TOM HIDDLESTON: Mark Ruffalo’s son. I kind of dedicate my performance to his son, his ten-year old, because he was on set a lot. Joss Whedon and Kevin Feige, the producer, they were enormously supportive on set. They were very complimentary when they liked something that I was doing. I would do a take, and they would say, “Awesome. You got it. Let’s — ” And Kevin Feige would be like, “God, that was great. Let’s move on.” And you get on with the day. The days that Mark’s son was there, he was like, “Awesome job, Tom.
We got it. Let’s move on.” Kevin would say the same thing, and then Mark’s son would say, “Oh, my God! Tom! That was incredible! That was the most awesome thing I have ever seen!” And I’m like, “I am doing this for you.” And, you know, there were days when Mark would come in with him just to watch, because he wanted to watch. He’d be like, “I’m sorry. We’re here again. He just loves you.” And then you realize that that’s the power that these films can have.
It’s such a beautiful thing. It’s a really amazing privilege.
In bringing this character to life, it’s a huge thing, because you know they already have their stories established and things like that. So were there any particular details and nuances you tried to add to the character the audience should really look for?
TOM HIDDLESTON: I hope that anyone who has seen “Thor” can recognize him, and see there is still this spiritual damage at the heart of him, underneath his anarchy and his chaos and his anger and destructiveness.
That there is still a vulnerability there. And I hope that people kind of he’s kind of stylish. You know.
Despite his hair?
TOM HIDDLESTON: [LAUGHS] Even though he’s terrifying and hateful, there’s a sort of a strange elegance or something that he has.
So is Loki really a villain or is he just jealous of his big brother?
TOM HIDDLESTON: I always think of him as an antagonist as opposed to a villain, but only because every villain is a hero in his own mind. Uh, and all of us in the world, we, as we move forward with our lives, we make choices, and we like to think that they’re the right choices.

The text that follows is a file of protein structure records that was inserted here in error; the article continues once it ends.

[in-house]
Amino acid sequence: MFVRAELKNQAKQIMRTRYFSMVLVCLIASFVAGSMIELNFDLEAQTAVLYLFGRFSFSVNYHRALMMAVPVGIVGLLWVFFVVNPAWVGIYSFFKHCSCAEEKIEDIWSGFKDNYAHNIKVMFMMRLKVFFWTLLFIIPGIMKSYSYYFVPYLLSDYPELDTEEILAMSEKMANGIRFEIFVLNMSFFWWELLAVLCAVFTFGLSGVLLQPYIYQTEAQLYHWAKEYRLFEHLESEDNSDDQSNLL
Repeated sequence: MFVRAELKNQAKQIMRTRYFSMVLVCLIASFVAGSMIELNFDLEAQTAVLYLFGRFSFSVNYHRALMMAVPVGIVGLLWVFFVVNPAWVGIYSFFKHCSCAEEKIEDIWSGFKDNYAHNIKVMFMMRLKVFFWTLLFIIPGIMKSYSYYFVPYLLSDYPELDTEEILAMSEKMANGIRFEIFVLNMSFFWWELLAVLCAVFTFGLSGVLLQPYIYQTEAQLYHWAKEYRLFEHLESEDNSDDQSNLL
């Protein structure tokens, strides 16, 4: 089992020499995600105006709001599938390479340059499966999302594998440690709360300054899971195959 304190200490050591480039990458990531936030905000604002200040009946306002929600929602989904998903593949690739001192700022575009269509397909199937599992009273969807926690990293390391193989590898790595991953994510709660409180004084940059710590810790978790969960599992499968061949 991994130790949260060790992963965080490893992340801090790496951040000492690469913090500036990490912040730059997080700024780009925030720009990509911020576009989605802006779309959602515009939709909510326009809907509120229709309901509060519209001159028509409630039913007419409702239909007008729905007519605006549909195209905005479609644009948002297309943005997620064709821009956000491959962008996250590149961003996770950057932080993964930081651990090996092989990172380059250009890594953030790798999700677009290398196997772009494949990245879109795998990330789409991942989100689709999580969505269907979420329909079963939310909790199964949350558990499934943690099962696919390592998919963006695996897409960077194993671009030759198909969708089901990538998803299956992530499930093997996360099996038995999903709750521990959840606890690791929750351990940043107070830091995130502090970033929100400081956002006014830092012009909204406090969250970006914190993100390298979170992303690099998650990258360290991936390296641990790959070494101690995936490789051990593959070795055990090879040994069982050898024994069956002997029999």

And Loki is making all the wrong choices. So he’s tragically deluded, and borderline insane, but he still thinks, in the narrative of his life, he’s a hero. So, I guess, let’s just say I believe in flawed heroes and heroic villains, and I think he, Loki, is a kind of a heroic villain, in a way.
Loki is so multidimensional, and he goes so much further than just your typical villain Was this character particularly hard to walk away from after you were done?
TOM HIDDLESTON: There’s just so much there. You know, he is this fascist, basically. He’s — he’s a megalomaniac. He thinks he’s a king, but he’s also a brother and a son. And he’s really getting lost — he’s like a lost child in the body of a — of a very powerful chess master. Someone with a chess master’s intelligence, and — and it’s easy to manipulate people.
So he’s kind of a box of fireworks, really. Um, and there were days where I had such fun with him, and other days inevitably where I woke up with a spring in my step and a smile in my heart, and, uh, had to go into work and set those things to one side and try and cultivate all of his negative feeling. And that was challenging. And that’s when it becomes a challenge. You go, “Oh. This is nothing — this character is feeling none of the things that I am feeling.
You can see Tom Hiddleston portray Loki in Marvel’s The Avengers opening May 4th everywhere!
All week long I will be sharing my adventures from our weekend trip to New York celebrating Marvel’s The Avengers.
Disclosure: Disney/Marvel provided me with an all expenses paid trip to New York City to attend an early screening of Marvel’s The Avengers. Any thoughts and opinions are 100% my own. Photos courtesy of Louise from Mom Start.